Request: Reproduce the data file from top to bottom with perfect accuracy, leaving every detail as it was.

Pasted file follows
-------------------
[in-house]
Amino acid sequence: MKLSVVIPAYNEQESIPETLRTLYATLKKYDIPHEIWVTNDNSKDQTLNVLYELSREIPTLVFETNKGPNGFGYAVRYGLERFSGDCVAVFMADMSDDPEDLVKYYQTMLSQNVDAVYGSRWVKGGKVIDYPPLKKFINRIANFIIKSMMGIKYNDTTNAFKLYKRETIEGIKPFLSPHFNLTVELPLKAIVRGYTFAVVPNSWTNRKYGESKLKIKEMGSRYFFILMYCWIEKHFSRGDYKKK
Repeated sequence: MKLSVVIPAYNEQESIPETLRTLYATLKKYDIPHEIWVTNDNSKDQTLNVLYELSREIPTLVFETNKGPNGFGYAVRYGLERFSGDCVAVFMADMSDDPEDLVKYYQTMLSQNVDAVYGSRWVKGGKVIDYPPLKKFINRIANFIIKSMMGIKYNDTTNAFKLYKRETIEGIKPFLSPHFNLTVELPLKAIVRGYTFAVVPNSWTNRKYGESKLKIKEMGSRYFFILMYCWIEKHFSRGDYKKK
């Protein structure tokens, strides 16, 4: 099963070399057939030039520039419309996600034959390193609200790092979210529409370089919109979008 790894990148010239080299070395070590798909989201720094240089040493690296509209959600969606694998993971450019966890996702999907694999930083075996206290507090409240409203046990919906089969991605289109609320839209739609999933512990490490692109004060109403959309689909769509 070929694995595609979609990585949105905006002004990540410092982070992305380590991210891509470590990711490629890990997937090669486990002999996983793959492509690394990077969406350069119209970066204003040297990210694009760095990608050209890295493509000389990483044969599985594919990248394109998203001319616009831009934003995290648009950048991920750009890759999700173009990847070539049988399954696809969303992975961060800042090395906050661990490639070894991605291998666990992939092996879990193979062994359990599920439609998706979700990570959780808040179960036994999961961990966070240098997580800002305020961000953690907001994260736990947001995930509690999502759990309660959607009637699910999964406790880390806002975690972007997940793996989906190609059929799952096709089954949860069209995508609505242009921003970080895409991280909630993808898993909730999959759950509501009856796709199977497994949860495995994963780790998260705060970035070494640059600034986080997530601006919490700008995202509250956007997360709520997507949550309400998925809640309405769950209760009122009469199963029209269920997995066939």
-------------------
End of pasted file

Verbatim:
[in-house]
Amino acid sequence: MKLSVVIPAYNEQESIPETLRTLYATLKKYDIPHEIWVTNDNSKDQTLNVLYELSREIPTLVFETNKGPNGFGYAVRYGLERFSGDCVAVFMADMSDDPEDLVKYYQTMLSQNVDAVYGSRWVKGGKVIDYPPLKKFINRIANFIIKSMMGIKYNDTTNAFKLYKRETIEGIKPFLSPHFNLTVELPLKAIVRGYTFAVVPNSWTNRKYGESKLKIKEMGSRYFFILMYCWIEKHFSRGDYKKK
Repeated sequence: MKLSVVIPAYNEQESIPETLRTLYATLKKYDIPHEIWVTNDNSKDQTLNVLYELSREIPTLVFETNKGPNGFGYAVRYGLERFSGDCVAVFMADMSDDPEDLVKYYQTMLSQNVDAVYGSRWVKGGKVIDYPPLKKFINRIANFIIKSMMGIKYNDTTNAFKLYKRETIEGIKPFLSPHFNLTVELPLKAIVRGYTFAVVPNSWTNRKYGESKLKIKEMGSRYFFILMYCWIEKHFSRGDYKKK
């Protein structure tokens, strides 16, 4: 099963070399057939030039520039419309996600034959390193609200790092979210529409370089919109979008 790894990148010239080299070395070590798909989201720094240089040493690296509209959600969606694998993971450019966890996702999907694999930083075996206290507090409240409203046990919906089969991605289109609320839209739609999933512990490490692109004060109403959309689909769509 070929694995595609979609990585949105905006002004990540410092982070992305380590991210891509470590990711490629890990997937090669486990002999996983793959492509690394990077969406350069119209970066204003040297990210694009760095990608050209890295493509000389990483044969599985594919990248394109998203001319616009831009934003995290648009950048991920750009890759999700173009990847070539049988399954696809969303992975961060800042090395906050661990490639070894991605291998666990992939092996879990193979062994359990599920439609998706979700990570959780808040179960036994999961961990966070240098997580800002305020961000953690907001994260736990947001995930509690999502759990309660959607009637699910999964406790880390806002975690972007997940793996989906190609059929799952096709089954949860069209995508609505242009921003970080895409991280909630993808898993909730999959759950509501009856796709199977497994949860495995994963780790998260705060970035070494640059600034986080997530601006919490700008995202509250956007997360709520997507949550309400998925809640309405769950209760009122009469199963029209269920997995066939």